Mark Steel is angry. That isn’t a new thing, as anyone who’s followed the career of the long-time Radio 4 favourite will know, but on his latest tour Steel wasn’t just irate about the current state of UK and world politics, but also had lots to get off his chest about his personal life too.
Titled Every Little Thing Is Gonna Be Alright, this show found him in a slightly different mode than usual, flitting between exasperation at what’s going on in the world and picking at the things about the modern world which confuse and frustrate him, along with tracing the decline of his marriage. Continue reading “Review: Mark Steel @ Warwick Arts Centre, 6th May 2018”
Gag merchant Milton Jones has been a mainstay of Britain’s stand-up circuit for quite some time now, though it took a number of years before he graduated to playing rooms the size of Warwick Arts Centre‘s Butterworth Hall. A deserved beneficiary of a television boost, thanks to his regular appearances on the long-running panel show Mock the Week, his relentless stream of perfectly-formed one-liners have won him a large following.
In recent years, stand-up and activist Mark Thomas has tended to flit between overtly political shows and more personal, theatrical flourishes, such as the deeply touching Bravo Figaro and the highly acclaimed Cuckooed. His latest effort in this sphere, The Red Shed, was perhaps the closest he’s come to merging the two strands of his recent output, being a personal voyage in political protest and recollection of the miners’ strike.
The titular shed, a Labour club based in Wakefield, celebrated its 50th anniversary last year, and this show was Thomas’ tribute to its influence and staying power throughout turbulent times. In truth, though, it was as much a reflection of the inner workings of the Red Shed as an investigation into Thomas’ own memories, notably of children in a school playground singing a workers’ anthem, and of whether his memory is accurate or a romanticised version of events. Continue reading “Review: Mark Thomas @ Warwick Arts Centre, 14th February 2017”
Radio 4 stalwart Marcus Brigstocke returned to Coventry with his latest show which was very much an evening of two halves. This new offering, self-deprecatingly titled Why the Long Face?, focused not just on the righteous ire and satirical anger which has dominated so much of his work (though there was plenty of that too), but was also about his personal troubles of late.
Certainly, the first half of the show dealt mainly with the somewhat mixed bag of a year that’s been 2016 – one of political upheaval, the rise of fascism and myriad deaths of beloved cultural icons. Brigstocke, not surprisingly, saved much of his outrage for the subject of the EU referendum, with his pro-European rant being greeted with applause and cheers of approval, but crucially managing to fit in a surfeit of gags along the way. Continue reading “Review: Marcus Brigstocke @ Warwick Arts Centre, 3rd December 2016”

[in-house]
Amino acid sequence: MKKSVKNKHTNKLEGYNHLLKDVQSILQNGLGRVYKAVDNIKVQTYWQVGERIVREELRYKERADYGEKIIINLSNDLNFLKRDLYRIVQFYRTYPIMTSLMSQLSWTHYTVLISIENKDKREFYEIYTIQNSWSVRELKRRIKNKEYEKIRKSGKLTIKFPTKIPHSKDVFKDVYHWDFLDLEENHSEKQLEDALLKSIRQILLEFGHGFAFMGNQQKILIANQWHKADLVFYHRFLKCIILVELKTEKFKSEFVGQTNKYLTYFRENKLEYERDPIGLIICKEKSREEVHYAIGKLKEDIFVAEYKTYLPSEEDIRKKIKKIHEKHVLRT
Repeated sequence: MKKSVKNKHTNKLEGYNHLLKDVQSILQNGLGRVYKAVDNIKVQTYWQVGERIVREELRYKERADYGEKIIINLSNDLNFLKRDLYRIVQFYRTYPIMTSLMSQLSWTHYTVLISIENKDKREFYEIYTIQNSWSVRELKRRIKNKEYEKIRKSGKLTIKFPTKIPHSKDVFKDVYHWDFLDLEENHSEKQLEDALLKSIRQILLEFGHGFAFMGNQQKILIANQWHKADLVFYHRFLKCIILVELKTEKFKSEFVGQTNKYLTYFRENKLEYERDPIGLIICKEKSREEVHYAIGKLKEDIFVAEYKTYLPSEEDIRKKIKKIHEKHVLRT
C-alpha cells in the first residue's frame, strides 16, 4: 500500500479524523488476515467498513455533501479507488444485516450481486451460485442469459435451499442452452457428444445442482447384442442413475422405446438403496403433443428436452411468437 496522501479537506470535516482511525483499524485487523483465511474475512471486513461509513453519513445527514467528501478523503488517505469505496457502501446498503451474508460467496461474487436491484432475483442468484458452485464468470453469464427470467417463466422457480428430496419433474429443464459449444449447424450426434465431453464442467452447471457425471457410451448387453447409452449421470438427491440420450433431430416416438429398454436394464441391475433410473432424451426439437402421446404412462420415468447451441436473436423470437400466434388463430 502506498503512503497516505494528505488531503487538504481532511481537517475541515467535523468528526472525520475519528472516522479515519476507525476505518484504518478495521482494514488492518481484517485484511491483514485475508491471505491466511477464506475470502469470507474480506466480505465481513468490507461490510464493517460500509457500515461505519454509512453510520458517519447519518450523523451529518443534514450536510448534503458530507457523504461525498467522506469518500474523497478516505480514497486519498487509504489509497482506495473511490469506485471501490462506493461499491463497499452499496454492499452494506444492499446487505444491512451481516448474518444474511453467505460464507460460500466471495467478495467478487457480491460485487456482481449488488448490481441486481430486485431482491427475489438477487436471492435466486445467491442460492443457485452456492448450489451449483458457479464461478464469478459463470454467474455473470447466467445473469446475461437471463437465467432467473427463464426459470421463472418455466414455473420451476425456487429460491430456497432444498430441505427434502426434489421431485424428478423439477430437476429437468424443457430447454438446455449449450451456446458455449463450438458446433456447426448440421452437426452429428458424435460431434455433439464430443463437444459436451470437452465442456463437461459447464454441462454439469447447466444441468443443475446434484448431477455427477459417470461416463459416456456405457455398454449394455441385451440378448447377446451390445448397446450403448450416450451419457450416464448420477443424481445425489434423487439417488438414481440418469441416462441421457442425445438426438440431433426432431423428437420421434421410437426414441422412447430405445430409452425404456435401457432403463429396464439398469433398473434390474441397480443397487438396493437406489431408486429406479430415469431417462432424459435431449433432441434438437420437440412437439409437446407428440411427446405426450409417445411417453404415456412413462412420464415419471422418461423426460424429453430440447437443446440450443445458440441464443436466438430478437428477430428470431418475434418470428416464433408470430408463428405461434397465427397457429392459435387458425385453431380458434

Having embarked on their first ever full tour, sketch duo Max & Ivan (Max Olesker and Ivan Gonzalez) are most likely performing to many audience members for the first time, which seems odd given how long they’ve been a key act on the British sketch comedy scene.
Despite the numerical difference, there are certainly some parallels with one of the other leading sketch acts in the country: Pappy’s. Most notably, both have a predilection for shows which bring together multiple characters and sketches into a narrative whole. Additionally, both have intangible strengths which mean their best work is on the stage, with forays into other media not working quite as well (see Radio 4 series The Casebook of Max & Ivan, which failed to live up to their fearsome live reputation). Continue reading “Review: Max & Ivan @ Warwick Arts Centre, 25th May 2016”
Nature or nurture? You might think you know who you are, and why, but veteran stand-up Mark Steel‘s latest show proved it might not be as clear-cut as you thought. The Radio 4 favourite and cricket fan grew up in Swanley, in Kent, knowing he was adopted, and in Who Do I Think I Am? he told the tale of how he found out the strange truth about his mother and father.
Mark Steel returns to the West Midlands as part of a long UK tour, with his latest show – perhaps his most personal to date. The stalwart of the UK comedy circuit, and Radio 4 favourite, is back with Who Do I Think I Am?, which sees Steel tracing his own life and finding out about his birth mother’s life too.
In recent years Steel’s shows have been geared towards his …In Town format, which sees him doing material about the area where he’s performing, and he’s recorded several series for BBC Radio 4 in addition to regular tours. But this latest outing finds him tackling subjects much closer to home.